legolas and eowyn

Melannen knew no more than he had already told Thorkell bogsveigir.

Legolas drew Eowyn aside. “We must go back there, melmenya. Ourselves.”

Eowyn agreed. “Immediately after the ceremony.”

“Well,” said Legolas, with one of his most dazzling smiles, “perhaps not immediately after the ceremony. I think the Valar will grant us a wedding night.”


the wedding

Two hours later

Legolas paused at the threshold of the Council Chamber.

Before him, through the open doors, amidst the delicate silken hangings and the garlands of fragrant flowers, the rest of his life awaited him—his beloved father; his dearest friends, Aragorn, Gimli, Haldir and Eomer, and his wonderful Hentmirë with little Melannen; his worthy counsellors, Lord Fingolfin and Lord Caranthir; a hundred representatives of his people, including elves, humans, and dwarves; and, at the centre of all—making sense of all—Eowyn.


As if feeling his presence, his beloved glanced over her shoulder, and they both smiled—the shared smile of two lovers, serenely happy, and destined to be together until the End of Days.

“Ready?” asked Faramir, softly.

“Yes,” said Legolas.

So his friend ushered him into the Chamber, and closed the doors behind them.

Then Lord Fingolfin, acting as his Guardian, welcomed him, hand on heart, with the traditional words, “Telo, ertho ven,”—repeating them in Westron for the human guests, “Come, join us,”—and led him before his Sovereign Lord and father.

Legolas smiled at Thranduil—and, on his face, saw mingled pride, and joy, and just a little sadness.

Hîr e Hiril, Lord and Lady,” said the Elvenking, “we are gathered today to solemnise your marriage by witnessing your exchange of vows. You must both understand that when you leave this place it will be as hervess e hervenn, wife and husband, indissolubly bound. Do you, Legolas Greenleaf, acknowledge this?”

“I do.”

“Do you, Eowyn, daughter of Eomund, acknowledge this?”

Eowyn smiled up at Legolas. “I do.”

Thranduil turned back to his son. “Then make your vow.”

Carefully sliding his ring onto Eowyn’s finger, Legolas repeated the words he had spoken, more than a year before, behind the waterfall on the way home from Caras Arnen, “Mîl sui lotheg i edlothia an-uir—love is like a flower that blooms forever,” he said. “Im hervenn chîn; no hervess nín—I am your husband; be my wife.”

“Eowyn, iell nín,” said Thranduil, “make your vow.”

“I love you, Legolas—le annon veleth nín,” said Eowyn, slipping her ring onto Legolas’ finger. “I am your wife; be my husband—Im hervess chîn; no hervenn nín.”

There was a soft sigh from the assembled witnesses, followed by a gentle rustling as they rose to their feet, and then a moment of profound peace whilst, hands on hearts and heads bowed, they prayed to their gods for the couple’s health and happiness.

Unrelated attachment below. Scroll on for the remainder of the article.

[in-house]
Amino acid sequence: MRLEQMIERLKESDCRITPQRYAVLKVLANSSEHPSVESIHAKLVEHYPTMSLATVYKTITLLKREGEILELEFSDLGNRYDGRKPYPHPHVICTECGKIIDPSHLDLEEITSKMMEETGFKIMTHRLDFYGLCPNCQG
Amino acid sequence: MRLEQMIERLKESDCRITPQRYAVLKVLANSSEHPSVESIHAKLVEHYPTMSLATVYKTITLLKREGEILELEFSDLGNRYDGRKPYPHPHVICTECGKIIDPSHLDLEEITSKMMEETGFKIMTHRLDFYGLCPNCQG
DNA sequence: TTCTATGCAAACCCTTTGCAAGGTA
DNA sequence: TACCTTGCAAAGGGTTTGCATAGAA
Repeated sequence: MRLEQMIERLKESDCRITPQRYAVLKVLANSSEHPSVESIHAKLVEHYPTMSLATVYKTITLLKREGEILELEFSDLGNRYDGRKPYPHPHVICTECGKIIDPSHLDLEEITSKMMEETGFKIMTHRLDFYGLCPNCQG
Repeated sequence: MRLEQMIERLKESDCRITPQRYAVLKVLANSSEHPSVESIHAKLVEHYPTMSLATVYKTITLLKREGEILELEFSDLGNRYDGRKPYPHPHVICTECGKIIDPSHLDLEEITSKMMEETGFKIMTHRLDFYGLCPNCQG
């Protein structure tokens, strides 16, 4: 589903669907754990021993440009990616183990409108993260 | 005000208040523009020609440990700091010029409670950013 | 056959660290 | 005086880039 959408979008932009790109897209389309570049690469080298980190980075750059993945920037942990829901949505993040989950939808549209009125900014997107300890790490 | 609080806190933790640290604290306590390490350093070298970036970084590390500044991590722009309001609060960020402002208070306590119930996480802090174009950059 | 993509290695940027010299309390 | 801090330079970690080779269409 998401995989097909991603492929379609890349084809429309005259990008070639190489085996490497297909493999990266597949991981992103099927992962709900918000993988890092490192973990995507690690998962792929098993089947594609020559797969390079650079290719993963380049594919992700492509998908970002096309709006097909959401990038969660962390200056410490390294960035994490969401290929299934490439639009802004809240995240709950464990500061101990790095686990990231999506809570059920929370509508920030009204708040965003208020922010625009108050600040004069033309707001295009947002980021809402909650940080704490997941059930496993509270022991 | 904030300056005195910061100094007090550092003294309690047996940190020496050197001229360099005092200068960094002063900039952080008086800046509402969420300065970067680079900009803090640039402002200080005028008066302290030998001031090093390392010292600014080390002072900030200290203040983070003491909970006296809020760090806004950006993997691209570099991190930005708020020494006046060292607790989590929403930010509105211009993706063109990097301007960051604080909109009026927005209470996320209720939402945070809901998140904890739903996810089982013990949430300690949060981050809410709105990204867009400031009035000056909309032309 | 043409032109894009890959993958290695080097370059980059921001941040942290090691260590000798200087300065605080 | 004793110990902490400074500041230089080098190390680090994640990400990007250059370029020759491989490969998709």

Then, at last, Legolas broke the silence, sweeping Eowyn up into his arms—a cue for the court musicians to play a joyful fanfare—and crying, “My wife and I invite you all to join us in the Banqueting Hall!”


Much later

When supper had been eaten, and the toasts had been drunk, and gifts had been received, and speeches given—and Master Halmir, Gondor’s foremost artist, had captured it all in his tiny sketchbook—husband and wife bade their guests goodnight. “But, please,” said Legolas, happily, “do not stop celebrating on our account...”

“Where are we going?” asked Eowyn, as the elf led her off the main walkway, to a little door—so well-concealed behind a carantaur trunk that she had never noticed it before—opened it, and bade her climb the stairs.

“It is a surprise.”


“—knows that his Gwanur Eowyn and Gwanur Legolas will be away for the night,” said Legolas, “and is quite happy to have his Gwanur Hentmirë put him to bed for once; she will be sleeping in our chambers, melmenya—”

Eowyn gasped; she had reached the top of the stairs.

“Do you like it?”

Hand-in-hand, they stepped out onto the flet. The wooden platform was small, scarcely half the size of their garden, and on it stood the most exquisite building Eowyn had ever seen—a tiny palace of carved and gilded wood, neither elven nor human but a delightful union of both—with a wide, canopied porch, a bedchamber beyond, and a bathing room tucked behind that.

“This will be our secret place,” said Legolas, “where we can come when we need privacy.”

“But—how...?” She examined one of the prancing horses carved on the pillars.

“I designed it,” said the elf, proudly, “and Master Bawden and his men built it.”

“I meant,” said Eowyn, “how did you keep it secret from me?”

“By banishing it from my mind, once it was under way.”

“And does that mean,” she said, teasing him, “that I can no longer trust you?”

“Could you ever trust me?” asked Legolas, with a wicked grin. Then he added, more seriously, “You have not said whether you like it.”

“I adore it Lassui.”


He carried her over the threshold, and into the bedchamber; and, after he had closed the door behind them, and shut out the rest of the world, he knelt down before her and, raising her hand to his lips, he repeated once more the vow he had made earlier—but, this time, just for her. And she drew him up onto the bed, and kissed him; and, lying together in their little hideaway, they made love as though for the very first time.